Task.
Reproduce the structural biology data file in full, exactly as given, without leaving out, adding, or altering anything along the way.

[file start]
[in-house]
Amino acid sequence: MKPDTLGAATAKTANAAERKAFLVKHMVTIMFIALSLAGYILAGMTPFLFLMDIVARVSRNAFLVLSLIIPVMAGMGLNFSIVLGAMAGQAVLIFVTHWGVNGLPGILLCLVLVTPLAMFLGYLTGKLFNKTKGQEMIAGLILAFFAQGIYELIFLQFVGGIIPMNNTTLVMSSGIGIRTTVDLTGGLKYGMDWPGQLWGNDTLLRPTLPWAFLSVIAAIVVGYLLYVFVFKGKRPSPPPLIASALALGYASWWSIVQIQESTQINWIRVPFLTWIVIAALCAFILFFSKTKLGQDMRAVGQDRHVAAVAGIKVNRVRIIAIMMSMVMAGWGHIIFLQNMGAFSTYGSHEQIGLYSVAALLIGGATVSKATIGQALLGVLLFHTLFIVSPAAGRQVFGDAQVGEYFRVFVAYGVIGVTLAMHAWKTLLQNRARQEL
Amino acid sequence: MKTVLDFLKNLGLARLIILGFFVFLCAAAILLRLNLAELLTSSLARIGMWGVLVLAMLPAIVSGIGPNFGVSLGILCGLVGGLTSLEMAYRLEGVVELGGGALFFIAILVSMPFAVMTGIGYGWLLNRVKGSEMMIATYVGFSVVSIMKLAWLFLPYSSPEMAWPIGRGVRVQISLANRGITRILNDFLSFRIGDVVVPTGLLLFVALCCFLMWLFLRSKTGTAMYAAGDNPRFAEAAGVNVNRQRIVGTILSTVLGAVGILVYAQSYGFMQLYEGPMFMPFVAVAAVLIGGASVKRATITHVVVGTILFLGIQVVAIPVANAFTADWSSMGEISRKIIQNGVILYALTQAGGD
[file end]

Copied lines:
[in-house]
Amino acid sequence: MKPDTLGAATAKTANAAERKAFLVKHMVTIMFIALSLAGYILAGMTPFLFLMDIVARVSRNAFLVLSLIIPVMAGMGLNFSIVLGAMAGQAVLIFVTHWGVNGLPGILLCLVLVTPLAMFLGYLTGKLFNKTKGQEMIAGLILAFFAQGIYELIFLQFVGGIIPMNNTTLVMSSGIGIRTTVDLTGGLKYGMDWPGQLWGNDTLLRPTLPWAFLSVIAAIVVGYLLYVFVFKGKRPSPPPLIASALALGYASWWSIVQIQESTQINWIRVPFLTWIVIAALCAFILFFSKTKLGQDMRAVGQDRHVAAVAGIKVNRVRIIAIMMSMVMAGWGHIIFLQNMGAFSTYGSHEQIGLYSVAALLIGGATVSKATIGQALLGVLLFHTLFIVSPAAGRQVFGDAQVGEYFRVFVAYGVIGVTLAMHAWKTLLQNRARQEL
Amino acid sequence: MKTVLDFLKNLGLARLIILGFFVFLCAAAILLRLNLAELLTSSLARIGMWGVLVLAMLPAIVSGIGPNFGVSLGILCGLVGGLTSLEMAYRLEGVVELGGGALFFIAILVSMPFAVMTGIGYGWLLNRVKGSEMMIATYVGFSVVSIMKLAWLFLPYSSPEMAWPIGRGVRVQISLANRGITRILNDFLSFRIGDVVVPTGLLLFVALCCFLMWLFLRSKTGTAMYAAGDNPRFAEAAGVNVNRQRIVGTILSTVLGAVGILVYAQSYGFMQLYEGPMFMPFVAVAAVLIGGASVKRATITHVVVGTILFLGIQVVAIPVANAFTADWSSMGEISRKIIQNGVILYALTQAGGD